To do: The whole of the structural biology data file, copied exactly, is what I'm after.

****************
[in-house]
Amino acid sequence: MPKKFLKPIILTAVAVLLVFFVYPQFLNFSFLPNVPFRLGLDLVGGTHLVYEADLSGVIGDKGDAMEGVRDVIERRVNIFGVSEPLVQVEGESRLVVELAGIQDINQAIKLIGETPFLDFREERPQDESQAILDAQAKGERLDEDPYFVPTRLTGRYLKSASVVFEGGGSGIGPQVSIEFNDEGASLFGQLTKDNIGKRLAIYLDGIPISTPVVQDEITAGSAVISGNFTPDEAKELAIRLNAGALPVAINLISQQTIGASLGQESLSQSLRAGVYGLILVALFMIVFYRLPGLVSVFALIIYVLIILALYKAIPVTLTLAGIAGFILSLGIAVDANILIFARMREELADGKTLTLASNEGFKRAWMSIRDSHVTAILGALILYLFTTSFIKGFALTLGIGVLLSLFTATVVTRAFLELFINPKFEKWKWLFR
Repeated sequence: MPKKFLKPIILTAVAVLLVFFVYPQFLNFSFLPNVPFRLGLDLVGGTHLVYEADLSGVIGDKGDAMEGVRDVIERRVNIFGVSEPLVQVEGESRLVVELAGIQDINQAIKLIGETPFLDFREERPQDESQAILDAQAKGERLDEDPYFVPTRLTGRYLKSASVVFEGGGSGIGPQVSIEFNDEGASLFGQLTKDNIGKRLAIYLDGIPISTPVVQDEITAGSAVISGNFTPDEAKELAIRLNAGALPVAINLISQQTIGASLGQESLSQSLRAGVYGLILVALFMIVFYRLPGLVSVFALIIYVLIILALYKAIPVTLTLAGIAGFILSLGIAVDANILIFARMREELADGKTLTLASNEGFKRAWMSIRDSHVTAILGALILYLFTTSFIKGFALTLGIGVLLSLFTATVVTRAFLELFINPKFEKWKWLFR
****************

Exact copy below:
[in-house]
Amino acid sequence: MPKKFLKPIILTAVAVLLVFFVYPQFLNFSFLPNVPFRLGLDLVGGTHLVYEADLSGVIGDKGDAMEGVRDVIERRVNIFGVSEPLVQVEGESRLVVELAGIQDINQAIKLIGETPFLDFREERPQDESQAILDAQAKGERLDEDPYFVPTRLTGRYLKSASVVFEGGGSGIGPQVSIEFNDEGASLFGQLTKDNIGKRLAIYLDGIPISTPVVQDEITAGSAVISGNFTPDEAKELAIRLNAGALPVAINLISQQTIGASLGQESLSQSLRAGVYGLILVALFMIVFYRLPGLVSVFALIIYVLIILALYKAIPVTLTLAGIAGFILSLGIAVDANILIFARMREELADGKTLTLASNEGFKRAWMSIRDSHVTAILGALILYLFTTSFIKGFALTLGIGVLLSLFTATVVTRAFLELFINPKFEKWKWLFR
Repeated sequence: MPKKFLKPIILTAVAVLLVFFVYPQFLNFSFLPNVPFRLGLDLVGGTHLVYEADLSGVIGDKGDAMEGVRDVIERRVNIFGVSEPLVQVEGESRLVVELAGIQDINQAIKLIGETPFLDFREERPQDESQAILDAQAKGERLDEDPYFVPTRLTGRYLKSASVVFEGGGSGIGPQVSIEFNDEGASLFGQLTKDNIGKRLAIYLDGIPISTPVVQDEITAGSAVISGNFTPDEAKELAIRLNAGALPVAINLISQQTIGASLGQESLSQSLRAGVYGLILVALFMIVFYRLPGLVSVFALIIYVLIILALYKAIPVTLTLAGIAGFILSLGIAVDANILIFARMREELADGKTLTLASNEGFKRAWMSIRDSHVTAILGALILYLFTTSFIKGFALTLGIGVLLSLFTATVVTRAFLELFINPKFEKWKWLFR